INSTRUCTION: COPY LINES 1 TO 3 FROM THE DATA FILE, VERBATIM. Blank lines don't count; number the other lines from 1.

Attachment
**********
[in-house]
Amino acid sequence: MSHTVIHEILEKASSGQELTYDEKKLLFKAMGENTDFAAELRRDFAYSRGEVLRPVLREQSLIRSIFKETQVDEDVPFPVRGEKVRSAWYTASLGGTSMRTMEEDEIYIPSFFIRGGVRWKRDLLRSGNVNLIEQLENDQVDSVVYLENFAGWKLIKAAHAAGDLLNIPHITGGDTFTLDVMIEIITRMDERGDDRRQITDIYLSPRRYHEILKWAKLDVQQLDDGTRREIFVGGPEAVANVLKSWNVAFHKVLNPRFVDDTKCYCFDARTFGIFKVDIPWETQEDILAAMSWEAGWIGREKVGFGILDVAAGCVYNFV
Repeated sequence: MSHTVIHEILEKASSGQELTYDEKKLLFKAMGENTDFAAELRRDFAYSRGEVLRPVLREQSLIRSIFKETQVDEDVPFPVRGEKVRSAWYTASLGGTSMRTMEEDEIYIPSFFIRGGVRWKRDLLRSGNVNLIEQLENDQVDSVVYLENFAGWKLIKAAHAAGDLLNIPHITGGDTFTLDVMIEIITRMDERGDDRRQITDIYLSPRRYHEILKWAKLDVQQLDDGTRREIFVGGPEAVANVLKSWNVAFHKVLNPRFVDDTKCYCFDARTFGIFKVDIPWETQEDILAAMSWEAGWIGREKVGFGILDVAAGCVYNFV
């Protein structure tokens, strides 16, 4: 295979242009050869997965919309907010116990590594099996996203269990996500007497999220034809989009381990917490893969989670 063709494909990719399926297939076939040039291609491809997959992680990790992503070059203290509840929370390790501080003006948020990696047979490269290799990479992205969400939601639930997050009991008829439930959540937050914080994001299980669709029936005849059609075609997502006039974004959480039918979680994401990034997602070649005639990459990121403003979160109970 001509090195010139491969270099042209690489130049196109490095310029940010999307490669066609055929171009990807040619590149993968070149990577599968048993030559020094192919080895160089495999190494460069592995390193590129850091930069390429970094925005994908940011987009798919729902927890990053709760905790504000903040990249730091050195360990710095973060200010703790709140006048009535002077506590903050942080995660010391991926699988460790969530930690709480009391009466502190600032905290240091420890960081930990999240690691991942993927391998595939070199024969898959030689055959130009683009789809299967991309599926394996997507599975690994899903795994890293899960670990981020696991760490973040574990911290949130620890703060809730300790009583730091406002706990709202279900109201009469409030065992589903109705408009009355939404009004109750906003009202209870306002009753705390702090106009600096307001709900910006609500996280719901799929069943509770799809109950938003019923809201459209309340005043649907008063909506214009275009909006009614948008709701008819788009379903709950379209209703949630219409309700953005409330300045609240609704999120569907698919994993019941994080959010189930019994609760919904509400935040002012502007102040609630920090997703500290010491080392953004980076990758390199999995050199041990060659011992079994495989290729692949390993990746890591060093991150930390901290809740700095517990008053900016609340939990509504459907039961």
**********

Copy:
[in-house]
Amino acid sequence: MSHTVIHEILEKASSGQELTYDEKKLLFKAMGENTDFAAELRRDFAYSRGEVLRPVLREQSLIRSIFKETQVDEDVPFPVRGEKVRSAWYTASLGGTSMRTMEEDEIYIPSFFIRGGVRWKRDLLRSGNVNLIEQLENDQVDSVVYLENFAGWKLIKAAHAAGDLLNIPHITGGDTFTLDVMIEIITRMDERGDDRRQITDIYLSPRRYHEILKWAKLDVQQLDDGTRREIFVGGPEAVANVLKSWNVAFHKVLNPRFVDDTKCYCFDARTFGIFKVDIPWETQEDILAAMSWEAGWIGREKVGFGILDVAAGCVYNFV
Repeated sequence: MSHTVIHEILEKASSGQELTYDEKKLLFKAMGENTDFAAELRRDFAYSRGEVLRPVLREQSLIRSIFKETQVDEDVPFPVRGEKVRSAWYTASLGGTSMRTMEEDEIYIPSFFIRGGVRWKRDLLRSGNVNLIEQLENDQVDSVVYLENFAGWKLIKAAHAAGDLLNIPHITGGDTFTLDVMIEIITRMDERGDDRRQITDIYLSPRRYHEILKWAKLDVQQLDDGTRREIFVGGPEAVANVLKSWNVAFHKVLNPRFVDDTKCYCFDARTFGIFKVDIPWETQEDILAAMSWEAGWIGREKVGFGILDVAAGCVYNFV